Pushing for Reparations: Georgia's Efforts to Address Historical Injustices
Thursday, September 7, 2023
By Sunnivie Brydum and Sonali Kolhatkar for Yes! Magazine.
Broadcast version by Shanteya Hudson for Georgia News Connection reporting for the YES! Media-Public News Service Collaboration
For more than 40 years, a bill to establish a congressional commission to consider reparations to Black Americans has languished in Congress. House Resolution 40, originally drafted by the late Rep. John Conyers, has been introduced in every congressional session since 1989.
Reparations are about more than just a check or financial restitution. At their root, reparations are about repair-recognizing the historic and ongoing harm caused by the trans-Atlantic slave trade and all that followed, including Jim Crow segregation, voter suppression, continued police violence, and ongoing systemic racism in housing, employment, education, and more.
Despite continued resistance at the federal level to provide reparations to descendants of enslaved Africans, the United States does have a history of issuing reparations-reparations were issued to Japanese Americans who were unjustly detained during World War II. In fact, when enslaved people were emancipated, the U.S. government issued reparations-to former slaveholders, in recognition of the loss of their "property." Yet the U.S. continues to lack the political will to seriously consider making reparations to Black Americans.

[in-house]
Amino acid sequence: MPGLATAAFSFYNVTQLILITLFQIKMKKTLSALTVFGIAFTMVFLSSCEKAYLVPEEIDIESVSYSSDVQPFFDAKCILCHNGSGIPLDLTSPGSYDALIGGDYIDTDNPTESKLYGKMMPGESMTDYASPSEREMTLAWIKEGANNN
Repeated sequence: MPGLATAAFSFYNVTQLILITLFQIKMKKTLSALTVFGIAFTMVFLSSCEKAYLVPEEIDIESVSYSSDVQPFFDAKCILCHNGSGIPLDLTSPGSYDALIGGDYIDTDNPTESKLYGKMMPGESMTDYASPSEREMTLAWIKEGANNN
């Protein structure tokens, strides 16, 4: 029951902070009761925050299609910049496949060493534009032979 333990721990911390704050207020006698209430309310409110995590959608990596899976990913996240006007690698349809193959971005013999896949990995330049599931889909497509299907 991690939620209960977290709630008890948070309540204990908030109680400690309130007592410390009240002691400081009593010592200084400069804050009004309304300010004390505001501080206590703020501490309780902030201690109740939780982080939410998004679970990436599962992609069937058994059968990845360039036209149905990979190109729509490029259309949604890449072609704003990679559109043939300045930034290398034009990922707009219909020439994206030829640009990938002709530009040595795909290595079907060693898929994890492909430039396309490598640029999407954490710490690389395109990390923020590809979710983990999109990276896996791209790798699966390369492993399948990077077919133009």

In the face of political intransigence, Black organizers, community members, and movement leaders have created a rich ecosystem to manifest reparations at both the state and local levels.
HR 40 now has nearly 200 sponsors, and there are calls for President Biden to sign an executive order appointing a commission to study reparations. Rep. Cori Bush has introduced a new bill with a concrete figure of $14 trillion to fund compensation for the descendants of enslaved people. Spurred by grassroots momentum-especially in the wake of George Floyd's murder at the hands of Minneapolis police in May 2020-states such as California and cities such as Evanston, Illinois, are even further along in the project of reparations.
YES! was privileged to be the media partner of the inaugural Alight, Align, Arise conference-a historic and unprecedented national convening on reparations hosted by the Decolonizing Wealth Project. Over the course of three days in June 2023, hundreds of activists, organizers, politicians, and funders gathered in Atlanta, Georgia, to connect, collaborate, and take action to make reparations a reality in our lifetimes. On the final day of the conference, DWP announced a $20 million campaign to support the reparations ecosystem with a new round of direct grantmaking of $3 million to be deployed in 2023, in addition to other resource and education programs to support the reparations movement over the next five years.
Sunnivie Brydum and Sonali Kolhatkar wrote this article for YES! Magazine.
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